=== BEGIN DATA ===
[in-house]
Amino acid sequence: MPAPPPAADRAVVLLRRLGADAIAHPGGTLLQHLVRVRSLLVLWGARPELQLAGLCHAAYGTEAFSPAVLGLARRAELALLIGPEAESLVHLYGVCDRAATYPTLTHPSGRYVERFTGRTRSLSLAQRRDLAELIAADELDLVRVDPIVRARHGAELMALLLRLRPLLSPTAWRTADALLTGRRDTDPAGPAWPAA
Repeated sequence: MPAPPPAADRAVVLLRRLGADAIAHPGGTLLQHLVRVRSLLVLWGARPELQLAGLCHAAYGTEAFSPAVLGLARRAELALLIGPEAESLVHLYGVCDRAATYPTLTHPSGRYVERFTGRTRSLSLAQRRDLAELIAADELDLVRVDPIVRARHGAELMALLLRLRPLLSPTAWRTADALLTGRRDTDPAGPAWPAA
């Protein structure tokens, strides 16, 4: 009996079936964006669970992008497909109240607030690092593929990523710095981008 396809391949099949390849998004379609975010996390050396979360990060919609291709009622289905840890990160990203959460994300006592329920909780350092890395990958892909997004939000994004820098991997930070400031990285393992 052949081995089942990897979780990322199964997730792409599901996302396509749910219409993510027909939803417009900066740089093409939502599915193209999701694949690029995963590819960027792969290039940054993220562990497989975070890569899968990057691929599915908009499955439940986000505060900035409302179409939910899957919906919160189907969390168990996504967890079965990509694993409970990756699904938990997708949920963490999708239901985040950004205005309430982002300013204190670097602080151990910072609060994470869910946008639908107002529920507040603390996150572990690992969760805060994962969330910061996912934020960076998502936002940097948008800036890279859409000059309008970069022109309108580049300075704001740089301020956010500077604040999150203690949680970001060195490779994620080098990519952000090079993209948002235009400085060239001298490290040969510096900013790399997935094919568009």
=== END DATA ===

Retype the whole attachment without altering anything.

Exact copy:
[in-house]
Amino acid sequence: MPAPPPAADRAVVLLRRLGADAIAHPGGTLLQHLVRVRSLLVLWGARPELQLAGLCHAAYGTEAFSPAVLGLARRAELALLIGPEAESLVHLYGVCDRAATYPTLTHPSGRYVERFTGRTRSLSLAQRRDLAELIAADELDLVRVDPIVRARHGAELMALLLRLRPLLSPTAWRTADALLTGRRDTDPAGPAWPAA
Repeated sequence: MPAPPPAADRAVVLLRRLGADAIAHPGGTLLQHLVRVRSLLVLWGARPELQLAGLCHAAYGTEAFSPAVLGLARRAELALLIGPEAESLVHLYGVCDRAATYPTLTHPSGRYVERFTGRTRSLSLAQRRDLAELIAADELDLVRVDPIVRARHGAELMALLLRLRPLLSPTAWRTADALLTGRRDTDPAGPAWPAA
């Protein structure tokens, strides 16, 4: 009996079936964006669970992008497909109240607030690092593929990523710095981008 396809391949099949390849998004379609975010996390050396979360990060919609291709009622289905840890990160990203959460994300006592329920909780350092890395990958892909997004939000994004820098991997930070400031990285393992 052949081995089942990897979780990322199964997730792409599901996302396509749910219409993510027909939803417009900066740089093409939502599915193209999701694949690029995963590819960027792969290039940054993220562990497989975070890569899968990057691929599915908009499955439940986000505060900035409302179409939910899957919906919160189907969390168990996504967890079965990509694993409970990756699904938990997708949920963490999708239901985040950004205005309430982002300013204190670097602080151990910072609060994470869910946008639908107002529920507040603390996150572990690992969760805060994962969330910061996912934020960076998502936002940097948008800036890279859409000059309008970069022109309108580049300075704001740089301020956010500077604040999150203690949680970001060195490779994620080098990519952000090079993209948002235009400085060239001298490290040969510096900013790399997935094919568009």